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Pinturault takes impressive GS win in first post-Hirscher race

Pinturault takes impressive GS win in first post-Hirscher race

27/10/2019 at 12:19Updated 27/10/2019 at 14:21

Alexis Pinturault led home a hugely impressive French one-two in the Giant Slalom in Soelden on Sunday, the first race of the post-Marcel Hirscher era.

Pinturault was heavily tipped to step up following Hirscher’s decision to retire during the off-season and he more than lived up to the billing in Austria.

Pinturault led the way after the opening run, 0.02s ahead of compatriot Mathieu Faivre, and it was the same man he had to beat in the second run.

There was pressure on Pinturault, not only following Hirscher’s retirement but because he was the last skier to win here in 2016 following two cancellations due to poor weather.

On top of that the sun was shifting during the second run which dramatically changed the lighting conditions on the course.

Pinturault showed no sign of nerves as he flew down the course and finished with a time of 1:07.04 and 2:14.14 overall.

Video - 'World class!' - Pinturault takes brilliant win in Soelden

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“It was really fantastic,” Pinturault said after the race.

"I made two solid runs and it was obviously really hard on the second run we couldn’t see anything on the piste but thanks to all of you because that was great support.

" Last time was 2016 so three years ago and it was really special to start like this."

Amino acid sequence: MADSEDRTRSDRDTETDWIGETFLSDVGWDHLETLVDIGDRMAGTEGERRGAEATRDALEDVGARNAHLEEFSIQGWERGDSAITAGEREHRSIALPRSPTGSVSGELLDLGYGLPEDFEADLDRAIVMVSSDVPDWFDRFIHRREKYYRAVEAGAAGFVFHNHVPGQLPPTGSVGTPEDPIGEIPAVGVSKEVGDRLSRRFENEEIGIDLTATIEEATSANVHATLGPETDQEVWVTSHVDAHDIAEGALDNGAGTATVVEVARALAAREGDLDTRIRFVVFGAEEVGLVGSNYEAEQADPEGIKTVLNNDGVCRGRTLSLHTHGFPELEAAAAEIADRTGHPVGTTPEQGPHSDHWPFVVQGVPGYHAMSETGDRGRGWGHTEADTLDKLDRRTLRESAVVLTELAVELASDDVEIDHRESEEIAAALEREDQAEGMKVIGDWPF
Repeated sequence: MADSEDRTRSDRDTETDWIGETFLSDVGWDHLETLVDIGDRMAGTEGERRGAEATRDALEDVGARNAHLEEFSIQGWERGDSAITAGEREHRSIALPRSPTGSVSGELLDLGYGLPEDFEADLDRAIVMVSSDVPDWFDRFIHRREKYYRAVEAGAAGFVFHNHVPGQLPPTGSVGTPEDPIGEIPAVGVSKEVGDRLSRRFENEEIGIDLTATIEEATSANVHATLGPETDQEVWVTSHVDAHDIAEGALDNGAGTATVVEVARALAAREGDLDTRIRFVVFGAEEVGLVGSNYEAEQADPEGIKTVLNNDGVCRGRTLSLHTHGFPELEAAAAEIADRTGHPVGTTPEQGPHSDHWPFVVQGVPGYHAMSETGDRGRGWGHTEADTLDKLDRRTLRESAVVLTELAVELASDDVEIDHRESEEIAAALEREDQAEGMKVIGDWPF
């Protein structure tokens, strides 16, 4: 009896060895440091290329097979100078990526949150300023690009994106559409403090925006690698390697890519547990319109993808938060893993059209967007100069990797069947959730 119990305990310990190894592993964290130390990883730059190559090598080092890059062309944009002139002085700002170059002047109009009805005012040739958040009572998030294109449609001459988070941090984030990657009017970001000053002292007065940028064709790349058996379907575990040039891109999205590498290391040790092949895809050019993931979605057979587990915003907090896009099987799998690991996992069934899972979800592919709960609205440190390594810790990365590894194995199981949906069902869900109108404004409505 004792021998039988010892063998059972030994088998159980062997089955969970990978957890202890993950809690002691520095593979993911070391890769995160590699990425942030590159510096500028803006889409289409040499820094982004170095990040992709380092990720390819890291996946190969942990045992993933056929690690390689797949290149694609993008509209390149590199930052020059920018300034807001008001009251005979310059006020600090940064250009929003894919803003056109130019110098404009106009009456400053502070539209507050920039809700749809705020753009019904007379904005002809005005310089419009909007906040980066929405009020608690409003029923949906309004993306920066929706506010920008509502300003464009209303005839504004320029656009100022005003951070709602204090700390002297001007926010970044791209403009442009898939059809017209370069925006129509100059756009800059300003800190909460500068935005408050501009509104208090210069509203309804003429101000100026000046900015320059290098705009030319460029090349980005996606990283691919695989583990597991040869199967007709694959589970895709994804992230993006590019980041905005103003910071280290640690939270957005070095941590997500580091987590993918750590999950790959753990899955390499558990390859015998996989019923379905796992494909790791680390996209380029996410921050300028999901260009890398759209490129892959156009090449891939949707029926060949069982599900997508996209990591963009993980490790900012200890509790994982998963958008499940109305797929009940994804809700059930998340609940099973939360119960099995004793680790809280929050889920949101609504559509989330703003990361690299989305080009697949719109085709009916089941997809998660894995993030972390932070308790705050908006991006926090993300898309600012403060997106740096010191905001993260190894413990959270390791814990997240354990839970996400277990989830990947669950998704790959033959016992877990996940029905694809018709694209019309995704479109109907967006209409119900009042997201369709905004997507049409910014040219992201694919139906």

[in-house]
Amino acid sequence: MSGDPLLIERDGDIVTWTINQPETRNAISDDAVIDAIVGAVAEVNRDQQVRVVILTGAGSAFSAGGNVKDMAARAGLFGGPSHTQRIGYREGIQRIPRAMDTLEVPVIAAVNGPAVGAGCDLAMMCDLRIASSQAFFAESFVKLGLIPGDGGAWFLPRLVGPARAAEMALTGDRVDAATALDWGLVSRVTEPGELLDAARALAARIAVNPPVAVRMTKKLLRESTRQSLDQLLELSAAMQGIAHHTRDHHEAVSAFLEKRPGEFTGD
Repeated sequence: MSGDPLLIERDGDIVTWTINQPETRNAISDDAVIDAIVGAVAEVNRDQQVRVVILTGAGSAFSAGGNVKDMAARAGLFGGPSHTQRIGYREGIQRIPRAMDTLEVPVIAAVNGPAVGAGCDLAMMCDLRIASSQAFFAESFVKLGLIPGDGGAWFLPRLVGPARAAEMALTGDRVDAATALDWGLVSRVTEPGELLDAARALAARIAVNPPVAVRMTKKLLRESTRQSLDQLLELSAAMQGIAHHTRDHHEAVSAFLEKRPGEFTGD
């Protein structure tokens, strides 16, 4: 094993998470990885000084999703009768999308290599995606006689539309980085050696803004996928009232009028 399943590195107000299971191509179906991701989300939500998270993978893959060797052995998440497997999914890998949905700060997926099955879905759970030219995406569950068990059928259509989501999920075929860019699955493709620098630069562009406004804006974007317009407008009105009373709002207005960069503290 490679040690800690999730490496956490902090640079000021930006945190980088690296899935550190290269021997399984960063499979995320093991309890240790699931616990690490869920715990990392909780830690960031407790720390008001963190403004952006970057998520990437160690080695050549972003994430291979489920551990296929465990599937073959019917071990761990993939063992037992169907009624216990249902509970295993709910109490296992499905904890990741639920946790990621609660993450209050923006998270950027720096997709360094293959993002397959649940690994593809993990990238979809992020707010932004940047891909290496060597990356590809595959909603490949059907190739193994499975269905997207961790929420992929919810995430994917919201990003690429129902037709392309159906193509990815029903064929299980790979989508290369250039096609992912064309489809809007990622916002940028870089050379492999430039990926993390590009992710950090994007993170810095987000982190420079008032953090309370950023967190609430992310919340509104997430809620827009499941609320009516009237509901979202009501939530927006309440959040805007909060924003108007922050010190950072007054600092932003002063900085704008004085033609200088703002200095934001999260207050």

Faivre took his first podium since December last year whilst Slovenia’s Zan Kranjec rounded off the top three.

Video - 'It was really fantastic!' - Pinturault reacts to victory

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The big disappointment of the day was undoubtedly Henrik Kristoffersen, who was another rider tipped to dominate following Hirscher.

The Norwegian was first out the gate but struggled a bit to get to grips with the course and was even worse in his second run.

Manuel Feller and Marco Odermatt also struggled but the former can hardly be blamed given his wife is currently in hospital ahead of the birth of their child, with a helicopter waiting on standby for him at the venue.

By contrast it was a great day for the American team as well as Tommy Ford and the legendary Ted Ligety finished fourth and fifth respectively.

Meanwhile 19-year-old Lucas Braathen was the star of the second run with a time of 1:06.44 and he took the sixth.

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